the main street of the village, we heard the sound of
this instrument issuing from one of the cottages, accom-
panied by a human voice, which was droning out what
seemed a kind of recitation. The movement was slow
at first, but when we returned, after the lapse of a quar-
ter of an hour, it had become rapid and excited. As
it was evidently a popular entertainment, from the
number of people who had gathered together to listen,
we enquired what it meant, and were informed that it
was a piesma, that is, one of the national songs, or ballad
narratives, which form the literature of the country, and in
which their annals and the deeds of their great men are
enshrined. When they are of a martial character, as is
usually the case, all the events which precede the battle
are chanted in measured time, while the fast and furious
conflict is accompanied by corresponding rapidity of
recitation. The number of these pieces is very great, and
they are handed down orally from father to son, the



266 Montenegro. Chap. XI L

blind man being, as of yore, the professional minstrel,
though the art is not confined to any class. They are
continually being added to, for the poetic art, such as it
is, never fails. At the present time Mirkho, the Prince's
father, is the principal composer of them ; and it was
described to me by one who had to pass a long winter's
evening at the palace, how enthusiastically the old war-
rior recited his own compositions for hours together, and
how difficult it was for some of his audience to avoid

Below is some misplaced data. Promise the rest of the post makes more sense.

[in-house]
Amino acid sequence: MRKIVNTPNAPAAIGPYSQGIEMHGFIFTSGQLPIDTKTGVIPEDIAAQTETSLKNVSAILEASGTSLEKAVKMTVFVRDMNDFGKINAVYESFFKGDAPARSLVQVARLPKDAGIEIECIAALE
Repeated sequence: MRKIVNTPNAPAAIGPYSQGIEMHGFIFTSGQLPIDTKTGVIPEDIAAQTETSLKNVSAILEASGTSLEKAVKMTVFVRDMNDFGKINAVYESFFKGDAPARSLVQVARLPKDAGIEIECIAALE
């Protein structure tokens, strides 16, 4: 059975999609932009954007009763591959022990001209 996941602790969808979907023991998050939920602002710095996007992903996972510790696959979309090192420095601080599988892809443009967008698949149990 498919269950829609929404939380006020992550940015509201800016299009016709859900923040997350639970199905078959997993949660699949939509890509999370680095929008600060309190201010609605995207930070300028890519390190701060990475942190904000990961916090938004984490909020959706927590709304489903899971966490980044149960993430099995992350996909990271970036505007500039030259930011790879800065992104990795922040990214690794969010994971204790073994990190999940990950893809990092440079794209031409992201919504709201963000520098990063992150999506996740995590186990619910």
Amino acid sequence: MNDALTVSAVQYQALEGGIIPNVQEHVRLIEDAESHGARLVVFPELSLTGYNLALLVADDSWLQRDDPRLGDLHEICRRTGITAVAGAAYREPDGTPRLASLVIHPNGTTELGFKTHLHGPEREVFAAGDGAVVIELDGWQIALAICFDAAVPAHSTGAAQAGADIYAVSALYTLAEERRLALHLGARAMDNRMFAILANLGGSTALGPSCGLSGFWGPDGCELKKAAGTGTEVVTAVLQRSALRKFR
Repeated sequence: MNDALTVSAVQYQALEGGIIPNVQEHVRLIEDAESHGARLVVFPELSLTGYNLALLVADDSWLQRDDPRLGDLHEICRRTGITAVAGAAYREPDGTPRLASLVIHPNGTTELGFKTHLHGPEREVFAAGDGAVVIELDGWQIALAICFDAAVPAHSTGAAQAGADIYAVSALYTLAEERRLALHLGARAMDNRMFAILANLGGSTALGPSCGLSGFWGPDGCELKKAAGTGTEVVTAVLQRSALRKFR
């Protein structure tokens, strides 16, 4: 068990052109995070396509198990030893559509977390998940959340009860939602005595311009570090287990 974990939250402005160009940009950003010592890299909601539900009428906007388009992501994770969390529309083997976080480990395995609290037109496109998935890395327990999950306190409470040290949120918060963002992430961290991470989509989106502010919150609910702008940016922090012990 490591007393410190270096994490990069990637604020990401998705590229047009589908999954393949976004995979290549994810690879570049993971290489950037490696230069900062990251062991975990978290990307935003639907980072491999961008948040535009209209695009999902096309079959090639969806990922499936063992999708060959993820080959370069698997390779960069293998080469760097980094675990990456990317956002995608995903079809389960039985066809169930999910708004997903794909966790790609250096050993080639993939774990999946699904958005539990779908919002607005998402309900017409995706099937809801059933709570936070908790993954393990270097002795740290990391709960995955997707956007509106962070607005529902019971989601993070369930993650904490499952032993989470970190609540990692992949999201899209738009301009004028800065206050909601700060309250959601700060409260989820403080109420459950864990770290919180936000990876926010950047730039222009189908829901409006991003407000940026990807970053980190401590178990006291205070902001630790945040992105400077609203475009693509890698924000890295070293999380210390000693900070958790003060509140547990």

falling asleep during the proceeding.

In the neighbourhood of Cetinje there are extensive
meadows, without hedges, and divided from one another
by hardly distinguishable landmarks, so that the level
plain is unbroken. In consequence of its cold climate
the grass was only now being mown, and from the same
cause there are but few trees, only a few poplars, and a
walnut or two, being seen here and there. The moun-
tains rise on both sides, range behind range, those towards
the east being completely bare, while those opposite are
prettily interspersed with bushes and other mountain
vegetation. In a commanding position on one of the
lowest of these heights, just above the monastery and
overlooking the village, stands an old ruined tower, over
the gate of which in more barbarous times used to be
hung the gory heads of Turks killed in battle. We had
mounted to this point the next morning, and were on
our way down, when a cave in the hill-side attracted our
attention, on entering which we found it inhabited by a
family, consisting of a mother and two boys, who had
lost their father in the late war. They were compelled
by poverty to seek refuge in this place, but what sur-
prised us most was that the boys had books in their
hands, and on enquiring we found that they could both
read and write, an evident proof that the schoolmaster is



Chap. XII. The Senate. 267

abroad in the country. Descending again to the plain,
we came to the open place in front of the palace, where
the senate holds its sittings. We found them in full
conclave, and it was a sight not easily to be forgotten,
and one which impresses the spectator most forcibly with